Today I needed to migrate a ZFS pool from one server to another in the cloud. It was about 20GB, and the standard method using zfs send/receive was not working because the ssh connection kept getting dropped. No surprise on the connection drop for a single block of data that large, especially between competing cloud IaS providers! Here is a strategy you can use the accomplish that huge initial sync.
First, ZFS send the pool to gzip, and then to split in order to create several compressed files of smaller size (1GB). this command does this all in one line, saving the need to create a giant gzip file and then split it separately, taking up a bunch of storage:
zfs send email@example.com | gzip -2 -c | split -b 1024MiB - firstname.lastname@example.org.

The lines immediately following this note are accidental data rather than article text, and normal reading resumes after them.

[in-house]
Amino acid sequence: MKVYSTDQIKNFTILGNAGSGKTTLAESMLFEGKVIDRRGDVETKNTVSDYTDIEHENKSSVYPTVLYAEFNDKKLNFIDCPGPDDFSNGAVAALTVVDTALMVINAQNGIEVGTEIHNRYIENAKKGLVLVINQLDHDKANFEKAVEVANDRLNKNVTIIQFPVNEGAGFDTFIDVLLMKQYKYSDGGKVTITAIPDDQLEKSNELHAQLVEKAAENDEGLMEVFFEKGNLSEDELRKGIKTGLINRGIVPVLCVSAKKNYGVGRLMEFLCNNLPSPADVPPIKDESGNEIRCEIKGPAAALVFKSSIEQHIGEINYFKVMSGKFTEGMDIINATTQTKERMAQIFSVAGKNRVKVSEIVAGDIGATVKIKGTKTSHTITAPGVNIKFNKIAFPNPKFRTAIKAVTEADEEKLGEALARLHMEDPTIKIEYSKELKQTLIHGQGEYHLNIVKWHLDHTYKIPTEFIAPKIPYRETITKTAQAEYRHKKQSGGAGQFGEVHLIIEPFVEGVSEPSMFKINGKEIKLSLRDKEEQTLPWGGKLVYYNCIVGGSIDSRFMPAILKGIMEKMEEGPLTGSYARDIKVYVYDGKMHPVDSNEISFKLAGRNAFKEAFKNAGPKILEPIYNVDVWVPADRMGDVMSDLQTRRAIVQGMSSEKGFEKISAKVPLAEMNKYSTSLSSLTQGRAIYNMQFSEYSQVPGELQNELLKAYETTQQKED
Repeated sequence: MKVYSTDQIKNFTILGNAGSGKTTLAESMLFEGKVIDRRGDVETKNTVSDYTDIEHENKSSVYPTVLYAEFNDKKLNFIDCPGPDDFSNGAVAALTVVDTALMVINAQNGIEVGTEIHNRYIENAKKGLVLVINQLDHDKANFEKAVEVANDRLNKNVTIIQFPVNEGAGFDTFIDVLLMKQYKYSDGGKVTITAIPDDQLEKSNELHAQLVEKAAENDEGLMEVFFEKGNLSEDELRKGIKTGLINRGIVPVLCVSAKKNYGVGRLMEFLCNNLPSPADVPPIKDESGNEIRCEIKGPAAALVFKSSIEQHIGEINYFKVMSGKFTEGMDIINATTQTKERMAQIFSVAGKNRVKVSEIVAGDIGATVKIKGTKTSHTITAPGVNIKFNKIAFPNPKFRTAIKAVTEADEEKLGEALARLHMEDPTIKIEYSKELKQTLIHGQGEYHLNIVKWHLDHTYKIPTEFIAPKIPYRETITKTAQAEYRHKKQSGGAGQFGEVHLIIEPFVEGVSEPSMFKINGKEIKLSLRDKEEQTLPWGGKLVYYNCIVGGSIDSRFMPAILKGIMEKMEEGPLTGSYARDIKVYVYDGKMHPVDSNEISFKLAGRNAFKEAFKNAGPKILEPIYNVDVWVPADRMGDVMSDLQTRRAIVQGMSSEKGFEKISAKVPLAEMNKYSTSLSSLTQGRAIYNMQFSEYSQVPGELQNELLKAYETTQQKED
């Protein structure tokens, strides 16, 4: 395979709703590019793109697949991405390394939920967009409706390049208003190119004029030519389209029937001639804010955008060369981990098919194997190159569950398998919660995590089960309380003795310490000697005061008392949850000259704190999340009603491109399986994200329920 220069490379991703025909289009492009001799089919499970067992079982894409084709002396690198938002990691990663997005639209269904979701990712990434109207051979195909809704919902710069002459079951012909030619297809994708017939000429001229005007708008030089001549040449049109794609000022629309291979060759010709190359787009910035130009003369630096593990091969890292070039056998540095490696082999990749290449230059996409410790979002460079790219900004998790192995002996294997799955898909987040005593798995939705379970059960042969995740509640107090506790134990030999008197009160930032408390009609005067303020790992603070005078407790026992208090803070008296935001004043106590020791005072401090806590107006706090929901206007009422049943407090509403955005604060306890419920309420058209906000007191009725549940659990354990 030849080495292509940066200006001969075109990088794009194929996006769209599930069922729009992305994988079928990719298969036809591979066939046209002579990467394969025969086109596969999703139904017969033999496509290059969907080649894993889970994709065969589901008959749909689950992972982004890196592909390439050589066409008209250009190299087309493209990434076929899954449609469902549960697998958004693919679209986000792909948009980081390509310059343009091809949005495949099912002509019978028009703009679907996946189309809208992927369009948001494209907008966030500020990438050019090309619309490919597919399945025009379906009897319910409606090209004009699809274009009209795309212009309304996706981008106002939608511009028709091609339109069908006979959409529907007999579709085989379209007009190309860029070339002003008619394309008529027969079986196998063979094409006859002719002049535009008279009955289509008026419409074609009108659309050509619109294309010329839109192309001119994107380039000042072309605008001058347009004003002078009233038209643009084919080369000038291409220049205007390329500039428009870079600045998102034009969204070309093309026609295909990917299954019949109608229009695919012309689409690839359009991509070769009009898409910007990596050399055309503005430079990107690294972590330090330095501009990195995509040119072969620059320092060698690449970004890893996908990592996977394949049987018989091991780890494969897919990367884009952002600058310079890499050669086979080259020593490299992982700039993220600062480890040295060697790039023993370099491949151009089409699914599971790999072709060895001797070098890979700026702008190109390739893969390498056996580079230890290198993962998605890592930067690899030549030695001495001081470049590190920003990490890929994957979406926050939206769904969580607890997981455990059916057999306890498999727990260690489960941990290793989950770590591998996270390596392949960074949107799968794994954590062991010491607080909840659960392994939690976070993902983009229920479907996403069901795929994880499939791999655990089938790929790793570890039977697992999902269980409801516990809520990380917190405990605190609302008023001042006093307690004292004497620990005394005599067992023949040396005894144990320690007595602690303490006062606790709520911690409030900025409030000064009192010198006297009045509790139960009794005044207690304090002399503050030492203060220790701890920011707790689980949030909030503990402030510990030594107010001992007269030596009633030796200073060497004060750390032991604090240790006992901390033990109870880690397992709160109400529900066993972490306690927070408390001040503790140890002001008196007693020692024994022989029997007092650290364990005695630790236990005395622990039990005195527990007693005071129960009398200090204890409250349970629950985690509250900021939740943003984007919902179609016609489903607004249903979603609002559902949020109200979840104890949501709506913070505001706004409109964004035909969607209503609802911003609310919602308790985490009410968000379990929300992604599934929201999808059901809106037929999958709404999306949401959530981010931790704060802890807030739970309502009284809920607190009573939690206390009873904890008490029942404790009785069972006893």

Note the dot at the end of the final file name. That’s because split will append a serial suffix to each file it creates.
Once I get these files all transferred, I’ll update with the working command for the other side. I think it’ll be something like:
cat email@example.com.* | gunzip -c | zfs receive pool1
sudo sh -c 'cat firstname.lastname@example.org.* | gunzip -c | zfs receive pool0/expand'
Note that I needed to wrap the whole thing in sudo sh -c ”. This is because when you execute a command via sudo and try to use pipes, the command does not have elevated access to the other end of the pipe command.\
From here, I should be able to run zfs send/receive incrementally from snapshot to snapshot to fetch more recent changes with no problem, because the amount of data will be far smaller.